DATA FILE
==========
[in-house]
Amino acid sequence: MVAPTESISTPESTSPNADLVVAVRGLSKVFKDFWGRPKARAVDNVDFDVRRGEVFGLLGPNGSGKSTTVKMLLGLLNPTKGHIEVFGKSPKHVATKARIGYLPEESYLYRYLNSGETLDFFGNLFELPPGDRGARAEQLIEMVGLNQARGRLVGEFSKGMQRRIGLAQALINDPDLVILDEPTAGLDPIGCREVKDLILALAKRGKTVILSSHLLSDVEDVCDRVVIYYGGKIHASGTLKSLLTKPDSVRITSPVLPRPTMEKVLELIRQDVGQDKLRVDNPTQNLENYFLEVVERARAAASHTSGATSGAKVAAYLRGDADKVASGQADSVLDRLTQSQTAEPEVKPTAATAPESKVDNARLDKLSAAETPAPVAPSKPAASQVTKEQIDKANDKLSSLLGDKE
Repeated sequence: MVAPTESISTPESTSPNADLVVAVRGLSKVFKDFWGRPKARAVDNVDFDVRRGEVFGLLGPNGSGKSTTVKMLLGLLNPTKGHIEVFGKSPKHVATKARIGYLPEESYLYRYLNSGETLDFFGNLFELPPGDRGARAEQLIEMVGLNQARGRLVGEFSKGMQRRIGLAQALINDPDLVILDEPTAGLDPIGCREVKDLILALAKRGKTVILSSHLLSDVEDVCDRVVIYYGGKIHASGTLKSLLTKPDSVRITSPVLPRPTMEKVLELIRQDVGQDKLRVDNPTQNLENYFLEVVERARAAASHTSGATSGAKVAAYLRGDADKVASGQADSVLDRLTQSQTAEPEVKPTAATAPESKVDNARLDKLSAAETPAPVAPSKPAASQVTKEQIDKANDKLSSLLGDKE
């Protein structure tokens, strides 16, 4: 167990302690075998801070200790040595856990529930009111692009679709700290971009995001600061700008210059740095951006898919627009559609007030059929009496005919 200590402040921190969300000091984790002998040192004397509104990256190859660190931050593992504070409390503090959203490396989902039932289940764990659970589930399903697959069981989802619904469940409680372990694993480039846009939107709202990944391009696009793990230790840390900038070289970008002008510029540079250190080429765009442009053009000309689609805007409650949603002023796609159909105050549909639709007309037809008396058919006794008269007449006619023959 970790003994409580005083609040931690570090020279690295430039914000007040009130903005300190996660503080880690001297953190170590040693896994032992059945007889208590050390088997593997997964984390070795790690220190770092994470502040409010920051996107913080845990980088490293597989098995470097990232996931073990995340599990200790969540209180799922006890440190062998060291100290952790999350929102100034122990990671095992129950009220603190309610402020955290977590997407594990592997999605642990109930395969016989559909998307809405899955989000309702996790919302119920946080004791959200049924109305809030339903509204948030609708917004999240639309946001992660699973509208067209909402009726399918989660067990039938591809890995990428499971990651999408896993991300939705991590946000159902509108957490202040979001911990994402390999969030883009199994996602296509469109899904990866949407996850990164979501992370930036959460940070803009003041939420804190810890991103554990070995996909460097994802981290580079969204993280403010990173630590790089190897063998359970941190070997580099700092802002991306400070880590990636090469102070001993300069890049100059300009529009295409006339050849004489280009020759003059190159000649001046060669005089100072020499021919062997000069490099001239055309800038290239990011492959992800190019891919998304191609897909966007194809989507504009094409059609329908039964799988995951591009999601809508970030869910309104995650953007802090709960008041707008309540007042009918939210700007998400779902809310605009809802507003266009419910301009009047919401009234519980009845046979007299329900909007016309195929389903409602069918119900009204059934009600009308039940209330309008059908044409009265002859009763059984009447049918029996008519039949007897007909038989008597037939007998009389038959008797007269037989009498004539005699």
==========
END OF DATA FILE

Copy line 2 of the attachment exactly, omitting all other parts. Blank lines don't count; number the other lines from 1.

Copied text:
Amino acid sequence: MVAPTESISTPESTSPNADLVVAVRGLSKVFKDFWGRPKARAVDNVDFDVRRGEVFGLLGPNGSGKSTTVKMLLGLLNPTKGHIEVFGKSPKHVATKARIGYLPEESYLYRYLNSGETLDFFGNLFELPPGDRGARAEQLIEMVGLNQARGRLVGEFSKGMQRRIGLAQALINDPDLVILDEPTAGLDPIGCREVKDLILALAKRGKTVILSSHLLSDVEDVCDRVVIYYGGKIHASGTLKSLLTKPDSVRITSPVLPRPTMEKVLELIRQDVGQDKLRVDNPTQNLENYFLEVVERARAAASHTSGATSGAKVAAYLRGDADKVASGQADSVLDRLTQSQTAEPEVKPTAATAPESKVDNARLDKLSAAETPAPVAPSKPAASQVTKEQIDKANDKLSSLLGDKE